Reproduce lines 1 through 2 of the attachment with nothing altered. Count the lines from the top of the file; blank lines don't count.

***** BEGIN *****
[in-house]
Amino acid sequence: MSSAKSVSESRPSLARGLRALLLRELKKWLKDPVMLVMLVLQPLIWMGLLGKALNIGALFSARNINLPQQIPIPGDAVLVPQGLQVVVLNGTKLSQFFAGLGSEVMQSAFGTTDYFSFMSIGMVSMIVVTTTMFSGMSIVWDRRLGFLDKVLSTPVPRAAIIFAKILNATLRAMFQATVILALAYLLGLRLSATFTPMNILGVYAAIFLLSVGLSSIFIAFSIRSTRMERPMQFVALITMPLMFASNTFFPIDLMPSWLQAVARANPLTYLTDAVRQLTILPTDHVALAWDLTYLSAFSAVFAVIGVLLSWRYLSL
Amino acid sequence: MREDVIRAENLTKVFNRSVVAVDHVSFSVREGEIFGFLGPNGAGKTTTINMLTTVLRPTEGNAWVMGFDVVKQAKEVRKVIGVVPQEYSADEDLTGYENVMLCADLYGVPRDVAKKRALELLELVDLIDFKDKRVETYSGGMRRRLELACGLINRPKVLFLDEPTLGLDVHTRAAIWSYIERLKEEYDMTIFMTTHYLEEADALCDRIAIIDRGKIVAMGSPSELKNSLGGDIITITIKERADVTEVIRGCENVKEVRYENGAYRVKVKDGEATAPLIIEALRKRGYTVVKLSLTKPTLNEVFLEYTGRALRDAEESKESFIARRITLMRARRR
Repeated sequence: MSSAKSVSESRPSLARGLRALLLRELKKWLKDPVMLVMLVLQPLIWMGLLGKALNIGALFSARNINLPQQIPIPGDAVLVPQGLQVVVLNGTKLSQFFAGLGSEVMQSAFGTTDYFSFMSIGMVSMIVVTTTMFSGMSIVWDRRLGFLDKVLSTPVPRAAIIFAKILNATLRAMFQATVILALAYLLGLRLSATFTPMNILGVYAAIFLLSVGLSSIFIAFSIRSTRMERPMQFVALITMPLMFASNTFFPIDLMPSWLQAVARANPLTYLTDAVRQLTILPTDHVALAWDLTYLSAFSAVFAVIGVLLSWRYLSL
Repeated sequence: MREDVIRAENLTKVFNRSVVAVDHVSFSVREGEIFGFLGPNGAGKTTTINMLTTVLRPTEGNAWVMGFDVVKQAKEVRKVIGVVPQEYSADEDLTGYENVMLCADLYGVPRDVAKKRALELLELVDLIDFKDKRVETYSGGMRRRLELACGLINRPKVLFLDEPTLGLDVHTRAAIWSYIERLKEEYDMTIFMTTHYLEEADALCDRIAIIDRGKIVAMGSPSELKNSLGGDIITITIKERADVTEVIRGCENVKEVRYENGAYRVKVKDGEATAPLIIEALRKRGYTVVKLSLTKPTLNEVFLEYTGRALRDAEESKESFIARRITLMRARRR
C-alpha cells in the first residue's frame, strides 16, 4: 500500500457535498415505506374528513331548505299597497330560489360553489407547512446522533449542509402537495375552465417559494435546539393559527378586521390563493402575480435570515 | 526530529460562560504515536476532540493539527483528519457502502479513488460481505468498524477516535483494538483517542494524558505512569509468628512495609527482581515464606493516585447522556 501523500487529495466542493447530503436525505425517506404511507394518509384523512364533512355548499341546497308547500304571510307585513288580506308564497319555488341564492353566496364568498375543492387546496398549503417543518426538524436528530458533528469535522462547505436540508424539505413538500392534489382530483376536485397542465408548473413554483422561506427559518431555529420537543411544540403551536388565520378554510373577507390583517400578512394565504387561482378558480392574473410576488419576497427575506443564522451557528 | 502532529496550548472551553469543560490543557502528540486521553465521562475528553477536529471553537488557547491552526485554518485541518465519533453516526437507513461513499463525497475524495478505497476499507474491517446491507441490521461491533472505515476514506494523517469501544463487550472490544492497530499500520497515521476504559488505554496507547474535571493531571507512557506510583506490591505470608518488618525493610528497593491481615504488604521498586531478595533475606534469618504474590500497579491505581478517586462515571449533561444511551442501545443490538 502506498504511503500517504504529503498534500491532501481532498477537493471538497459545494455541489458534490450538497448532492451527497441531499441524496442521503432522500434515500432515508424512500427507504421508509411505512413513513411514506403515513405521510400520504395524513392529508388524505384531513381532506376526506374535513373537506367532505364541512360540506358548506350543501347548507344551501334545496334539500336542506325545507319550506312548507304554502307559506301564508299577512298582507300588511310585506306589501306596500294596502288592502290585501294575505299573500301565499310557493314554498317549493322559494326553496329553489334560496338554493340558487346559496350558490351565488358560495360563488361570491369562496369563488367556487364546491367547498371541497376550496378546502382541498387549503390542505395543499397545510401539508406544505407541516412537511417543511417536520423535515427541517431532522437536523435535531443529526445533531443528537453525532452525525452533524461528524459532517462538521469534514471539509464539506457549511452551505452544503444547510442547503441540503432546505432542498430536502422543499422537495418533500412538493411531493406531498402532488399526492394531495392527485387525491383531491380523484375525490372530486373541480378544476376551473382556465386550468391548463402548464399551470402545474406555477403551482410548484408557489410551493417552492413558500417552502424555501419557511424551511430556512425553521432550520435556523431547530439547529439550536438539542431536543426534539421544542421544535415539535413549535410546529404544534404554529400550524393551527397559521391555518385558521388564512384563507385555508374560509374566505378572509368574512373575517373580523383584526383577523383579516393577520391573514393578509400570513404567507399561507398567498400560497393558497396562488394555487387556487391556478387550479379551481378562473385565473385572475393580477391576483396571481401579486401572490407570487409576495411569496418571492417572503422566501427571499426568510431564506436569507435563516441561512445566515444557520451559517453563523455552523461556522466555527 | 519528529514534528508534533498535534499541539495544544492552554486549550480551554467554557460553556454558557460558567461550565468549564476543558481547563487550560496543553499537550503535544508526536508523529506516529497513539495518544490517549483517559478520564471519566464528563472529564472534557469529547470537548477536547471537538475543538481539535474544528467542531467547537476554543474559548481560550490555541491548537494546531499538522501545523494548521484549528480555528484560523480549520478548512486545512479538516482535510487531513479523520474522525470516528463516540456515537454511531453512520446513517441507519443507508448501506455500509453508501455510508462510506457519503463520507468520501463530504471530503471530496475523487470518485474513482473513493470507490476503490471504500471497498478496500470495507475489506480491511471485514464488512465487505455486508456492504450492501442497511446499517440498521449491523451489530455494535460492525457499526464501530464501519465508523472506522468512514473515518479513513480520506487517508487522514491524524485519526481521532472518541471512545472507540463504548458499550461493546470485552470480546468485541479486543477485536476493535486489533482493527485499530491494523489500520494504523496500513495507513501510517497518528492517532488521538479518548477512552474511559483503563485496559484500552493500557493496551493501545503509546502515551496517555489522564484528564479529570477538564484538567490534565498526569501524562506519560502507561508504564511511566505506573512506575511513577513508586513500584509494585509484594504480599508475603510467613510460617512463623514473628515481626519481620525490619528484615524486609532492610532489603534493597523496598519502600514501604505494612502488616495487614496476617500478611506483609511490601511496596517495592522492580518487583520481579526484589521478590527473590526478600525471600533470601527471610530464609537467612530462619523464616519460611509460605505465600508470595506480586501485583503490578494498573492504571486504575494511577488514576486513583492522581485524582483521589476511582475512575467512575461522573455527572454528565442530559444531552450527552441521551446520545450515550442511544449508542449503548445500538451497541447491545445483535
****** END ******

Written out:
[in-house]
Amino acid sequence: MSSAKSVSESRPSLARGLRALLLRELKKWLKDPVMLVMLVLQPLIWMGLLGKALNIGALFSARNINLPQQIPIPGDAVLVPQGLQVVVLNGTKLSQFFAGLGSEVMQSAFGTTDYFSFMSIGMVSMIVVTTTMFSGMSIVWDRRLGFLDKVLSTPVPRAAIIFAKILNATLRAMFQATVILALAYLLGLRLSATFTPMNILGVYAAIFLLSVGLSSIFIAFSIRSTRMERPMQFVALITMPLMFASNTFFPIDLMPSWLQAVARANPLTYLTDAVRQLTILPTDHVALAWDLTYLSAFSAVFAVIGVLLSWRYLSL